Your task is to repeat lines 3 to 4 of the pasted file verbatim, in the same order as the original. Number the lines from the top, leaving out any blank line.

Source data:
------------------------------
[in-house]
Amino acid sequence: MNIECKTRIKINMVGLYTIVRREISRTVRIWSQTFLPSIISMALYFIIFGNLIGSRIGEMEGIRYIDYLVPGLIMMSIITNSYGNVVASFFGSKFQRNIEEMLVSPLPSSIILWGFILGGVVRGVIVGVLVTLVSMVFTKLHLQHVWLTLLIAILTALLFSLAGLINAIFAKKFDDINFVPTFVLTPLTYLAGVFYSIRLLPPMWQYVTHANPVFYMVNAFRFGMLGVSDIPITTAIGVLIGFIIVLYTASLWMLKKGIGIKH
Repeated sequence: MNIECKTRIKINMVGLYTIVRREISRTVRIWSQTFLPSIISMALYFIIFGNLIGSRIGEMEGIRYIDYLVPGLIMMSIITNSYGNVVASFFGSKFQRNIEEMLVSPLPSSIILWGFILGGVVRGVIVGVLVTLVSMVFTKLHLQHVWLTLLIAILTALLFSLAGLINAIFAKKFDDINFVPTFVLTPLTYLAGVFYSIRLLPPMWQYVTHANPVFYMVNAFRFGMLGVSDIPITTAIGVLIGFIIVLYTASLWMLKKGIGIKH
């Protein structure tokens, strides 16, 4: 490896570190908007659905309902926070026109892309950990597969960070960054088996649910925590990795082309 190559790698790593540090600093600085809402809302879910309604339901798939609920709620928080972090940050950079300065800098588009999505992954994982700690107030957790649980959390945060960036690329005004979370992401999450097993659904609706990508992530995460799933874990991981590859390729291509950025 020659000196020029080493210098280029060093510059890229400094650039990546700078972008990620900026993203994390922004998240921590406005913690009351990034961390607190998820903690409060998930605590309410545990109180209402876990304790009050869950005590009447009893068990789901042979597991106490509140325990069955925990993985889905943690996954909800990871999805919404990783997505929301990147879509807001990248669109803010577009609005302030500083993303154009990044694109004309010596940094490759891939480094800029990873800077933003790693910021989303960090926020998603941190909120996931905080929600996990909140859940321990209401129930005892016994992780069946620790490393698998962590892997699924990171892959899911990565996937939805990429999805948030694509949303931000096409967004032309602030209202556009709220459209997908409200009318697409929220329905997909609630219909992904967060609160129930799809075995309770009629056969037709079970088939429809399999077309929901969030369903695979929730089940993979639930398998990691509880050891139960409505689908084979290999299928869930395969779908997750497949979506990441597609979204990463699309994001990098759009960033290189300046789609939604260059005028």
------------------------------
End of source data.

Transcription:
Repeated sequence: MNIECKTRIKINMVGLYTIVRREISRTVRIWSQTFLPSIISMALYFIIFGNLIGSRIGEMEGIRYIDYLVPGLIMMSIITNSYGNVVASFFGSKFQRNIEEMLVSPLPSSIILWGFILGGVVRGVIVGVLVTLVSMVFTKLHLQHVWLTLLIAILTALLFSLAGLINAIFAKKFDDINFVPTFVLTPLTYLAGVFYSIRLLPPMWQYVTHANPVFYMVNAFRFGMLGVSDIPITTAIGVLIGFIIVLYTASLWMLKKGIGIKH
């Protein structure tokens, strides 16, 4: 490896570190908007659905309902926070026109892309950990597969960070960054088996649910925590990795082309 190559790698790593540090600093600085809402809302879910309604339901798939609920709620928080972090940050950079300065800098588009999505992954994982700690107030957790649980959390945060960036690329005004979370992401999450097993659904609706990508992530995460799933874990991981590859390729291509950025 020659000196020029080493210098280029060093510059890229400094650039990546700078972008990620900026993203994390922004998240921590406005913690009351990034961390607190998820903690409060998930605590309410545990109180209402876990304790009050869950005590009447009893068990789901042979597991106490509140325990069955925990993985889905943690996954909800990871999805919404990783997505929301990147879509807001990248669109803010577009609005302030500083993303154009990044694109004309010596940094490759891939480094800029990873800077933003790693910021989303960090926020998603941190909120996931905080929600996990909140859940321990209401129930005892016994992780069946620790490393698998962590892997699924990171892959899911990565996937939805990429999805948030694509949303931000096409967004032309602030209202556009709220459209997908409200009318697409929220329905997909609630219909992904967060609160129930799809075995309770009629056969037709079970088939429809399999077309929901969030369903695979929730089940993979639930398998990691509880050891139960409505689908084979290999299928869930395969779908997750497949979506990441597609979204990463699309994001990098759009960033290189300046789609939604260059005028």